Irish duo in elite company as Kazakhs set to punch above their weight in Almaty

A nation expects as a total of eight boxers from the host nation are through to the semi-finals

Jason Quigley and Joe Ward relaxing in their team hotel ahead of their semi-final bouts today. Photo: Cathal Noonan/Inpho Jason Quigley and Joe Ward relaxing in their team hotel ahead of their semi-final bouts today. Photo: Cathal Noonan/Inpho

Jason Quigley and Joe Ward relaxing in their team hotel ahead of their semi-final bouts today. Photo: Cathal Noonan/Inpho Jason Quigley and Joe Ward relaxing in their team hotel ahead of their semi-final bouts today. Photo: Cathal Noonan/Inpho


Cultural Learnings of America for Make Benefit Glorious Nation of Kazakhstan.

And here we are, generally lost, on the streets of Almaty, a camera crew, some photographers and Kenny Egan the only credible athletic presence among us in this week’s world of international boxing.

Holywood would have it with farm animals on the flight into the country’s second city. So it may come as a crushing disappointment but no donkeys in the streets, not a shiny, ill-fitting suit to be seen. The people do seem a little deflated that they were once the capital until Astana was handed the armband in 1997.

In that vein the thought of Letterkenny being given Dublin’s captain’s role has its attractions and if Donegal’s Jason Quigley wins his World Championships semi-final today we may have a movement. Moate too will rise to Joe Ward.

Caravan trip
But there have been some unscripted vignettes; the five-bus caravan trip with all the trappings up to the Medeo Gorge, Almaty’s Wicklow Way. A police escort, the threadbare buses creaking up the mountain, the numbers stuck to our shirts that instantly fell off and the large car park, where we stopped and roamed towards our end point, an outdoor speed skating rink. Wonder what the Cameroon boxers thought.

“This is where our town’s people come and make photo,” we were told. “The air is clean and the sunshine.”

On the way through the city the government buildings, Republic Square and a nondescript block housing an educational facility were marked as places of interest as the bus groaned and squealed through the traffic. We left in rush hour and changed bus at the venue for the World Championships, The Baluan Sholak Palace of Culture and Sports. There were 20 buses. We didn’t know which one to get. We looked at each other, shuffled and wondered . . .

We followed as ordered and climbed on board. The PA didn’t work so only the people in the front could hear the guide. At the back six female student volunteers were having their photos taken with the tourists, Kenny appearing to be in all of them. A discreet queue was forming beside his seat.

These tours of foreign cities the former light heavyweight has seen many times in his years accumulation two European bronze medals and Olympic silver. This week he has been on the other side of the ropes physically and metaphorically as an Irish Sports Council representative. He’s still a full-time athlete at heart and endearingly encourages less able members of the Irish media to go running with him in the mornings around a nearby park. His is a pace too hot for most and the five one-minute rounds of shadow boxing in the park, well some would rather eat the salty balls of chalk delicacy they serve in the Palestinian pub-cum-betting shop around from Hotel Kazzhol on the corner of Gogol Street.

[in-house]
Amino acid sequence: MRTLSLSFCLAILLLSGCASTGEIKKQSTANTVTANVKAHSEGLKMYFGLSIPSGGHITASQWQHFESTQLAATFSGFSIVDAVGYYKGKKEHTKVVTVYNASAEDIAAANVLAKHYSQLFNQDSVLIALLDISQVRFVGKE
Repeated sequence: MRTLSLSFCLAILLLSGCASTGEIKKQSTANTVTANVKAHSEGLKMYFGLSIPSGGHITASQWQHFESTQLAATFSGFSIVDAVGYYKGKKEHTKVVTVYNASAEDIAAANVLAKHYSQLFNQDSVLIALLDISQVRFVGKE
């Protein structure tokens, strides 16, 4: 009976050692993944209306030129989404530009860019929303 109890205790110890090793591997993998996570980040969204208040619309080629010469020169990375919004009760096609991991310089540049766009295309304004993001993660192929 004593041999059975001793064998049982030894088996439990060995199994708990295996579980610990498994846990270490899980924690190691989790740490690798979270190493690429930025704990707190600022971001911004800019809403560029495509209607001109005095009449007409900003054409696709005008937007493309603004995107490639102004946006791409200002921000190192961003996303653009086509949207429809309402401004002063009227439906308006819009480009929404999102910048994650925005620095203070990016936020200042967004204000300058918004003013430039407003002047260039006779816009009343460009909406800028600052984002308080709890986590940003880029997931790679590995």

Resources are well used and in the evening the imaginary ring on the grass and the jogging route around it becomes a patch for prostitutes and pimps, no different from Dublin.

Egan jets off to Entebbe, Uganda for a charity boxing event on Monday, a day after returning to Dublin – a 22-hour journey via Frankfurt. You need to be ripped for that.

The snow
But the winter is coming in Almaty. Soon the treacherous deep V-shaped drains that run along the roads outside the Kazakhstan Hotel, where the Irish boxing team are staying, will be full of the snow locals shovel from the pavements.

By December the temperatures will plummet to more than -30 degrees. But here nothing stops. The city, a sprawling grid-designed metropolis, cheerless in the former Soviet Bloc way, is a friendly population of mixed races. They seem like durable people living in a kind of frontier finance town. Like many cities, money is visible in the make of some cars and houses but does it drip down?. Well, 20 fags for €1.

They have a different concept of time and the bus will leave early or late to the boxing. But if they see you chasing the bus the driver will stop in the middle of the road, a thousand honking horns, screw them.

If you miss the last ride from the Palace of Sport you stand on the road with fingers in the air, the number representing how many need a lift The ‘freelance’ drivers stop and take you approximately to the hotel. Yes we do it. Yes, it could be foolish but the boxing tags are recognised and president since 1989, Nursultan Äbishuly Nazarbayev, arrives to the finals tomorrow. A nightmare for security as he’s well-loved with 95.55 per cent of the vote in the 2011 elections.

Kazakhstan has eight through to the semi-finals today, more than Russia, more than Cuba, more than the USA. Only western people cannot understand that fabulous number. Some call it crooked but here and throughout Africa and Asia it’s a way of life, the way things are, the natural flow. There is no derogatory term, no name. It just is. Almaty is not Dublin or Borat’s priceless freak. But today more than any city ever before, it could be kind to two Irish athletes.

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